Despite progress made over the past several decades in reducing the number of occupational deaths, an average of 12 workers are still killed on the
job every day, Mary Vogel, executive director with the National Council for Occupational Safety and Health, said during the press conference.
The National COSH recently reported that broader use of hazard prevention strategies and threats of stiffer consequences for workplace safety violations will help reduce the number of annual worker deaths, a group of safety advocates stated during an April 23 press conference in Longmeadow, MA.
Criminal prosecution of employers for workplace violations is extremely rare. Vogel said that although increasing prosecutions would not eliminate all workplace fatalities, the strategy should be used "when appropriate."
Hazard prevention strategies based on the Hierarchy of Controls are another effective method for ending workplace deaths, according to Peter Dooley, senior consultant with National COSH. During the press conference, Dooley listed several recent workplace fatalities he claims could have been prevented with such strategies.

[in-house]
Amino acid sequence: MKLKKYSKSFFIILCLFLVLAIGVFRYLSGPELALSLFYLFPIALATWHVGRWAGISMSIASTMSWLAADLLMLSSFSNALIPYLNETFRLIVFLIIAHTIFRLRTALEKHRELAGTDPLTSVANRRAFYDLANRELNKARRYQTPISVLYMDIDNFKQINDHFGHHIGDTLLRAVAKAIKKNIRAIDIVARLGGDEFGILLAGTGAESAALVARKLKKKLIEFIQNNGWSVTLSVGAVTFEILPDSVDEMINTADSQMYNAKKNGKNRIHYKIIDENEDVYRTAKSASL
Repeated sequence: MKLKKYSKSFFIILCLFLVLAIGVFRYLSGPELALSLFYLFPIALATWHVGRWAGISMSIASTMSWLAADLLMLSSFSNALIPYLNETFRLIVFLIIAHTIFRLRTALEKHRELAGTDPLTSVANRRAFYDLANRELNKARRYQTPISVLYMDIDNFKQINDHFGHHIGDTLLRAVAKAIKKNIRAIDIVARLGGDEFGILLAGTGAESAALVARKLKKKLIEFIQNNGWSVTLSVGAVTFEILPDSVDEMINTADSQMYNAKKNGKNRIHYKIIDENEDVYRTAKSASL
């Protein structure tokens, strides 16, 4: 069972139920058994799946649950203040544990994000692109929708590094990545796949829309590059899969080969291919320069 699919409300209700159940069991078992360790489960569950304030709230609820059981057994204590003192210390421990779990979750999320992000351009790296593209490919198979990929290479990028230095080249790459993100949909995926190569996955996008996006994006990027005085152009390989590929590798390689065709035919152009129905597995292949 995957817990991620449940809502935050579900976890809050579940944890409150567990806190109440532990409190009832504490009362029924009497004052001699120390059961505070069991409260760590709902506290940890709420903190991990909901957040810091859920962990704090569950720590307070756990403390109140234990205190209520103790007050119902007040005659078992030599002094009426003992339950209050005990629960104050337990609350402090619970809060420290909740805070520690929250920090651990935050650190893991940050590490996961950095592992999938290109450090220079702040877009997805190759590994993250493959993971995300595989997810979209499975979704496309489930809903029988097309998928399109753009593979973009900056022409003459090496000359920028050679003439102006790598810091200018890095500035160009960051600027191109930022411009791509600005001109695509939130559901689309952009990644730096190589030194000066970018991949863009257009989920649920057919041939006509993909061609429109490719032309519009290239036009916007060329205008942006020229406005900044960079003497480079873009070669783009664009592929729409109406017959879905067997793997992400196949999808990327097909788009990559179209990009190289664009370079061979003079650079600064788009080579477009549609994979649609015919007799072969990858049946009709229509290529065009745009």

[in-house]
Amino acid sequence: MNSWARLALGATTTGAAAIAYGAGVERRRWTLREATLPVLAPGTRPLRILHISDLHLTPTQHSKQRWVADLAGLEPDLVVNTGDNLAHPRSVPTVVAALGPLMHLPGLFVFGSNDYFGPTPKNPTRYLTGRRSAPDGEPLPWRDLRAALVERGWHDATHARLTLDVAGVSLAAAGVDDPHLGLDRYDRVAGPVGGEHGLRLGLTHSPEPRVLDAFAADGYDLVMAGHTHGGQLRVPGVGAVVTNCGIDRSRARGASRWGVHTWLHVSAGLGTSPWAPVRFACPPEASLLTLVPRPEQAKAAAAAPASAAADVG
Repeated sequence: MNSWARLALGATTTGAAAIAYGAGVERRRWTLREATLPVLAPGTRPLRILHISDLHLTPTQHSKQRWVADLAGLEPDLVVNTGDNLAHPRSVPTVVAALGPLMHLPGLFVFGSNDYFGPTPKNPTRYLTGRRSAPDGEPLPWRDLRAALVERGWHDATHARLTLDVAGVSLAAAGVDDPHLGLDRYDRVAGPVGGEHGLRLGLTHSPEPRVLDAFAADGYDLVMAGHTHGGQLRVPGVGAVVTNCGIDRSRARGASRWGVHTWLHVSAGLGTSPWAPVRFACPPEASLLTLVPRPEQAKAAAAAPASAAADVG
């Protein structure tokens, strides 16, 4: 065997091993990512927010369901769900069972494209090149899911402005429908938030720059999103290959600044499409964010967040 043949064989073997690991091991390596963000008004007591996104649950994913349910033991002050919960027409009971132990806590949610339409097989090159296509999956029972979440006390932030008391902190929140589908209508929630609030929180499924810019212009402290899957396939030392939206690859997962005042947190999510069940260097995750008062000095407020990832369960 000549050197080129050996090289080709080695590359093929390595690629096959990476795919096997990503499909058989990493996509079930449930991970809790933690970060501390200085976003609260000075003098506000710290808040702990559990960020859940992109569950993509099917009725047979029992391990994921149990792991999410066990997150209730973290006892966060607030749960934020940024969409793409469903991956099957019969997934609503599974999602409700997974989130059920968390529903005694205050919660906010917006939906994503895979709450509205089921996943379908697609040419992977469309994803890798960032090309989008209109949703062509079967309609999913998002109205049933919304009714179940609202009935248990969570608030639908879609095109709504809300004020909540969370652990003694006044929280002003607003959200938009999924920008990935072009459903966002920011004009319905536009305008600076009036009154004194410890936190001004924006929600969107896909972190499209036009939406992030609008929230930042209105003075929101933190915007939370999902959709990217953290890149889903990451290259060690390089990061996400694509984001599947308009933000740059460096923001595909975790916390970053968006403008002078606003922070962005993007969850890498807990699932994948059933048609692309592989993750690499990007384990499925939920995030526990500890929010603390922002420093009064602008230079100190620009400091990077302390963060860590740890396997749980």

National COSH also announced the release of its annual report, "Not an Accident: Preventable Deaths, 2015." The report includes case studies of recent worker deaths, prevention strategies and National COSH's policy platform.
It was released in advance of Workers Memorial Day, which will take place April 28. On that day, National COSH plans to release a database detailing the circumstances of 1,500 worker deaths.
Article Source – National Safety Council News Alert (www.nsc.com)